It's legal: Prison inmate vying for US Senate in Minnesota
MINNEAPOLIS (AP) — A prison inmate serving a life term for two murders is running for a U.S. Senate seat in Minnesota. And it's legal.
Minnesota law bars inmates from running for state-level offices, but they can run for federal office. Leonard Richards is keenly aware of the loophole, and he's unsuccessfully sought federal office several times despite serving a prison sentence that offers no parole, the Star Tribune reported.
Richards, 75, was convicted of killing his half-sister, May Wilson, in 1982, and of fatally shooting his lawyer, Robert Stratton, in 1987. Stratton's sister said the Minnesota Secretary of State's Office told her it couldn't keep Richards off the ballot.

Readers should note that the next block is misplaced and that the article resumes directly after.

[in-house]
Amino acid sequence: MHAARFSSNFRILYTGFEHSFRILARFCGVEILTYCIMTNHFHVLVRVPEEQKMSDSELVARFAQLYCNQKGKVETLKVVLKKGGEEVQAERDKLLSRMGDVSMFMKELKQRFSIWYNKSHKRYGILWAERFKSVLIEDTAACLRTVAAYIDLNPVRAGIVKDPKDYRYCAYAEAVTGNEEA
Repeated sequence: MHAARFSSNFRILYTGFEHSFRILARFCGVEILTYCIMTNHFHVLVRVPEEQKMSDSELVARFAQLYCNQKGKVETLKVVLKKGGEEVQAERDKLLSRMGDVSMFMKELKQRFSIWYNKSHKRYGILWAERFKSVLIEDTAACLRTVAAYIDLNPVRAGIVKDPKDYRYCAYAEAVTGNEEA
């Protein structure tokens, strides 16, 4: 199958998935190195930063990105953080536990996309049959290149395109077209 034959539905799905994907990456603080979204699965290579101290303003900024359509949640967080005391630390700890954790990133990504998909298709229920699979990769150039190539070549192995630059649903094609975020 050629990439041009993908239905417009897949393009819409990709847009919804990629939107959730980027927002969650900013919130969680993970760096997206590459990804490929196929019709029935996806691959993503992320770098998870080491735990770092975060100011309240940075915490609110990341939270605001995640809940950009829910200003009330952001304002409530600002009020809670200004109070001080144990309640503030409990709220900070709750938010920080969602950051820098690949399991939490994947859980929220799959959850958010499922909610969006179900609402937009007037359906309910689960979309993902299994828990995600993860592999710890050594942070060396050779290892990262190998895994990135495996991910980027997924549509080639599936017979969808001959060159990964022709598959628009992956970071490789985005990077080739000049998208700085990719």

Bert Black, a legal adviser for the office, said in an email that despite Richards' "unspeakable acts," courts have ruled that the agency cannot prohibit a felon — even a prisoner — from filing an affidavit of candidacy.
"The only valid requirements are that you be of a certain age and that you live in the state on Election Day, essentially," Black said.
Stratton's sister said she wants voters to know Richards' history. She said she knows he won't win the race against U.S. Sen. Amy Klobuchar, but that "even one vote for this murderer is too many."
She also intends to ask lawmakers to change the requirements.
Richards previously ran in the Democratic primary for a congressional seat in 1992, and received more than 14,500 votes. He ran again in 1994, winning more than 4,000 votes. Richards didn't immediately respond to the newspaper for comment.